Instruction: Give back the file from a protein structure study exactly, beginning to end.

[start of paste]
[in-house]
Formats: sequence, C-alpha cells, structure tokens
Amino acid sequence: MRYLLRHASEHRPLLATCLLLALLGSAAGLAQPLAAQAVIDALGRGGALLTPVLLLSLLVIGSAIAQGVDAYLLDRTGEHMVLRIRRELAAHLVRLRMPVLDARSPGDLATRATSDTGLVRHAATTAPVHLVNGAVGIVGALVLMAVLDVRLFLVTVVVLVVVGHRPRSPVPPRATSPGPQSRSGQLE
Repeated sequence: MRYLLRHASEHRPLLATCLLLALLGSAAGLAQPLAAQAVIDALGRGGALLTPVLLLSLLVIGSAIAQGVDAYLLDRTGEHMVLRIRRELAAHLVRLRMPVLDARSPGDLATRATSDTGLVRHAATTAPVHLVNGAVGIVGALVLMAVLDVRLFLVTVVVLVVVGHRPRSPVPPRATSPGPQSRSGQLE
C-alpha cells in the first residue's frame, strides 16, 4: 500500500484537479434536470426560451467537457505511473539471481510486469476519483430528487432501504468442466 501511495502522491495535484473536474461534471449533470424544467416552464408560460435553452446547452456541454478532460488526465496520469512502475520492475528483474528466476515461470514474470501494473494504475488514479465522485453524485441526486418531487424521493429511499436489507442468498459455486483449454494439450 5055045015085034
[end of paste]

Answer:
[in-house]
Formats: sequence, C-alpha cells, structure tokens
Amino acid sequence: MRYLLRHASEHRPLLATCLLLALLGSAAGLAQPLAAQAVIDALGRGGALLTPVLLLSLLVIGSAIAQGVDAYLLDRTGEHMVLRIRRELAAHLVRLRMPVLDARSPGDLATRATSDTGLVRHAATTAPVHLVNGAVGIVGALVLMAVLDVRLFLVTVVVLVVVGHRPRSPVPPRATSPGPQSRSGQLE
Repeated sequence: MRYLLRHASEHRPLLATCLLLALLGSAAGLAQPLAAQAVIDALGRGGALLTPVLLLSLLVIGSAIAQGVDAYLLDRTGEHMVLRIRRELAAHLVRLRMPVLDARSPGDLATRATSDTGLVRHAATTAPVHLVNGAVGIVGALVLMAVLDVRLFLVTVVVLVVVGHRPRSPVPPRATSPGPQSRSGQLE
C-alpha cells in the first residue's frame, strides 16, 4: 500500500484537479434536470426560451467537457505511473539471481510486469476519483430528487432501504468442466 501511495502522491495535484473536474461534471449533470424544467416552464408560460435553452446547452456541454478532460488526465496520469512502475520492475528483474528466476515461470514474470501494473494504475488514479465522485453524485441526486418531487424521493429511499436489507442468498459455486483449454494439450 5055045015085034